Star Forming Region NGC 3582 without Stars

What’s happening in the Statue of Liberty nebula? Bright stars and interesting molecules are forming and being liberated. The complex nebula resides in the star forming region called RCW 57, and besides the iconic monument, to some looks like a flying superhero or a weeping angel. By digitally removing the stars, this re-assigned color image showcases dense knots of dark interstellar dust, fields of glowing hydrogen gas ionized by these stars, and great loops of gas expelled by dying stars. A detailed study of NGC 3576, also known as NGC 3582 and NGC 3584, uncovered at least 33 massive stars in the end stages of formation, and the clear presence of the complex carbon molecules known as polycyclic aromatic hydrocarbons (PAHs). PAHs are thought to be created in the cooling gas of star forming regions, and their development in the Sun’s formation nebula five billion years ago may have been an important step in the development of life on Earth. via NASA

Star Trails and Lightning over the Pyrenees

The beauty in this image comes in layers. On the bottom layer is the picturesque village of Manlleu in Barcelona, Spain. The six-minute exposure makes car lights into streaks. The next layer is a mountain — Serra de Bellmunt — of Europe’s famous Pyrenees. Next up is a tremendous lightning storm emanating from a classically-shaped anvil cloud. The long exposure allowed for the capture of many intricate lightning bolts. Finally, at the top and furthest in the distance are stars. Here, the multi-minute exposure made stars into trails. The trailing effect is caused by the rotation of the Earth, and the curvature of the trails indicates their distance from the north spin pole of the Earth above. Taken after sunset in early June, the lightning storm soon moved off. The stars, though, will continue to circle the poll for as long as the Earth spins — surely billions of years into the future. via NASA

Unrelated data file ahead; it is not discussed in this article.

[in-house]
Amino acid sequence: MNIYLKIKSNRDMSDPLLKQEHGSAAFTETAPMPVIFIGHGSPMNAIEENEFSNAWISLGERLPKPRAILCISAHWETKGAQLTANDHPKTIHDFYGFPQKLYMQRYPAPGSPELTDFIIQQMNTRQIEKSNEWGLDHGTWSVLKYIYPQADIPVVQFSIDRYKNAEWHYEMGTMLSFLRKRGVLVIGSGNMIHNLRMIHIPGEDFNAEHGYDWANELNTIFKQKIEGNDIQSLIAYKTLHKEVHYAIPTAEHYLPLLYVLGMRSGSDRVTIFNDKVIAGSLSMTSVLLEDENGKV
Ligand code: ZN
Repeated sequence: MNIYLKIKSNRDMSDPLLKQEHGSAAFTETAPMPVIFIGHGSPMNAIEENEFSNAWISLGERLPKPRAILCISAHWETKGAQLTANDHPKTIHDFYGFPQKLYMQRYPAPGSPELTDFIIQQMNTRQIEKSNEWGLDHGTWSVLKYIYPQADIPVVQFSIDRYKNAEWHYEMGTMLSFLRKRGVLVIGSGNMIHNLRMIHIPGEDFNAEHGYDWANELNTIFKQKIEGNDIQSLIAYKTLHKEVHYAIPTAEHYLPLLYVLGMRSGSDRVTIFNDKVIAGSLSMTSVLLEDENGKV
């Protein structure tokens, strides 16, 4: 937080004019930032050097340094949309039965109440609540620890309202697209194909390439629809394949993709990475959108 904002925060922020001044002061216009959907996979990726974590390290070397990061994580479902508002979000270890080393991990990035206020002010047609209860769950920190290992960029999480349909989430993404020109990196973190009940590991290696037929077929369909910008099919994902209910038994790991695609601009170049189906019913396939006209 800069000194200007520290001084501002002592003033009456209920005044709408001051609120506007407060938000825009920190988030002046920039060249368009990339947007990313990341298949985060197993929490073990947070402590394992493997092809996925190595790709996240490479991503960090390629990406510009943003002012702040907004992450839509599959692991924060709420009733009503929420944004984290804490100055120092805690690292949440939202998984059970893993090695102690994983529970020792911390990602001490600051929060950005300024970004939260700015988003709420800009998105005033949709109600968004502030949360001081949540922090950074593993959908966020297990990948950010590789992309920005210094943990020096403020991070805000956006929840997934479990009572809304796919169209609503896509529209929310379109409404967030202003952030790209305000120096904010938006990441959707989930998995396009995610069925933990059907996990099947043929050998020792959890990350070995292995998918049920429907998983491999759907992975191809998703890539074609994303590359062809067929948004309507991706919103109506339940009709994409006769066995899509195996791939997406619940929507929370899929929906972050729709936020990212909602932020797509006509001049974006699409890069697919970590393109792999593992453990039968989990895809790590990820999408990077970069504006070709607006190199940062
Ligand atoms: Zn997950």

Analemma over the Callanish Stones

If you went outside at the same time every day and took a picture that included the Sun, how would the Sun’s position change? A more visual answer to that question is an analemma, a composite image taken from the same spot at the same time over the course of a year. The featured analemma was composed from images taken every few days at noon near the village of Callanish in the Outer Hebrides in Scotland, UK. In the foreground are the Callanish Stones, a stone circle built around 2700 BC during humanity’s Bronze Age. It is not known if the placement of the Callanish Stones has or had astronomical significance. The ultimate causes for the figure-8 shape of this and all analemmas are the tilt of the Earth axis and the ellipticity of the Earth’s orbit around the Sun. At the solstices, the Sun will appear at the top or bottom of an analemma. The featured image was taken near the December solstice and so the Sun appears near the bottom. Equinoxes, however, correspond to analemma middle points — not the intersection point. This coming Friday at 1:04 am (UT) — Thursday in the Americas — is the equinox (“equal night”), when day and night are equal over all of planet Earth. Many cultures celebrate a change of season at an equinox. via NASA